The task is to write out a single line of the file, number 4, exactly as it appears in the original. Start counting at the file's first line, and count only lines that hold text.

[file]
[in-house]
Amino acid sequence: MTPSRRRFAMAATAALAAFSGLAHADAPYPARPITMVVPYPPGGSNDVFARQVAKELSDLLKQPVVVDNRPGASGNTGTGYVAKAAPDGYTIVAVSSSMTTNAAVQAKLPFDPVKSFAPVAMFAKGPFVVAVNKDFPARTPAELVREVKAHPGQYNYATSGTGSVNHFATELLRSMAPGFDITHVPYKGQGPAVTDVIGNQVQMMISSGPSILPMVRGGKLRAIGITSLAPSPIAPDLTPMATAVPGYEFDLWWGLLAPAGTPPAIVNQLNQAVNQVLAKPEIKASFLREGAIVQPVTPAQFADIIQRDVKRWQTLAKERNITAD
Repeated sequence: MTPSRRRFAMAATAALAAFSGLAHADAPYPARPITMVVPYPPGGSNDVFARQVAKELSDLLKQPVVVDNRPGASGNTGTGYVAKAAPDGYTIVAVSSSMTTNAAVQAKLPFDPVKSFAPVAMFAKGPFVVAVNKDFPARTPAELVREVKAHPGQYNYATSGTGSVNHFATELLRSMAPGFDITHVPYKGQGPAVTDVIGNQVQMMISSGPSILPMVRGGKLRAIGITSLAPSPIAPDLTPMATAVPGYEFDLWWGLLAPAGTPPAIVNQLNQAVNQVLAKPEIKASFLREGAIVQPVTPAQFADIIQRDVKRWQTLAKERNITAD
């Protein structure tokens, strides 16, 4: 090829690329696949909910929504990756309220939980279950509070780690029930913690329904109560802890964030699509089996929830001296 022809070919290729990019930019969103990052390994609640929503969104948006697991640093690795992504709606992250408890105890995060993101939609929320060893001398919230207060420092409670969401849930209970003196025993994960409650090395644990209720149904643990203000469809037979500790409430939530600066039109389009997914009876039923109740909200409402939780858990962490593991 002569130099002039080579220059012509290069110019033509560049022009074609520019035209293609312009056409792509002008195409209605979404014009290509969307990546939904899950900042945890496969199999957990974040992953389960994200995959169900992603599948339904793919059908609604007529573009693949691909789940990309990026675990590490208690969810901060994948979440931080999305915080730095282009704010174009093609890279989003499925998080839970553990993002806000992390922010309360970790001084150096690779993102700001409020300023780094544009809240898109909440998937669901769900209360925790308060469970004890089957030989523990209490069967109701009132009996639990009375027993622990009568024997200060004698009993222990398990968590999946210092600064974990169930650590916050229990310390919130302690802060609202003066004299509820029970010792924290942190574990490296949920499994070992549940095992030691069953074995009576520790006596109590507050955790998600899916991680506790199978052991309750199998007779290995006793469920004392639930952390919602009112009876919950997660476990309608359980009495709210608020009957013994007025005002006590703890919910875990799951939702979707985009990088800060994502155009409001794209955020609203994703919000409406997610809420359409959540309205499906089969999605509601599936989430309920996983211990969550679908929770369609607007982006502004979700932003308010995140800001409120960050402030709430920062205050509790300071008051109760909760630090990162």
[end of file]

């Protein structure tokens, strides 16, 4: 090829690329696949909910929504990756309220939980279950509070780690029930913690329904109560802890964030699509089996929830001296 022809070919290729990019930019969103990052390994609640929503969104948006697991640093690795992504709606992250408890105890995060993101939609929320060893001398919230207060420092409670969401849930209970003196025993994960409650090395644990209720149904643990203000469809037979500790409430939530600066039109389009997914009876039923109740909200409402939780858990962490593991 002569130099002039080579220059012509290069110019033509560049022009074609520019035209293609312009056409792509002008195409209605979404014009290509969307990546939904899950900042945890496969199999957990974040992953389960994200995959169900992603599948339904793919059908609604007529573009693949691909789940990309990026675990590490208690969810901060994948979440931080999305915080730095282009704010174009093609890279989003499925998080839970553990993002806000992390922010309360970790001084150096690779993102700001409020300023780094544009809240898109909440998937669901769900209360925790308060469970004890089957030989523990209490069967109701009132009996639990009375027993622990009568024997200060004698009993222990398990968590999946210092600064974990169930650590916050229990310390919130302690802060609202003066004299509820029970010792924290942190574990490296949920499994070992549940095992030691069953074995009576520790006596109590507050955790998600899916991680506790199978052991309750199998007779290995006793469920004392639930952390919602009112009876919950997660476990309608359980009495709210608020009957013994007025005002006590703890919910875990799951939702979707985009990088800060994502155009409001794209955020609203994703919000409406997610809420359409959540309205499906089969999605509601599936989430309920996983211990969550679908929770369609607007982006502004979700932003308010995140800001409120960050402030709430920062205050509790300071008051109760909760630090990162």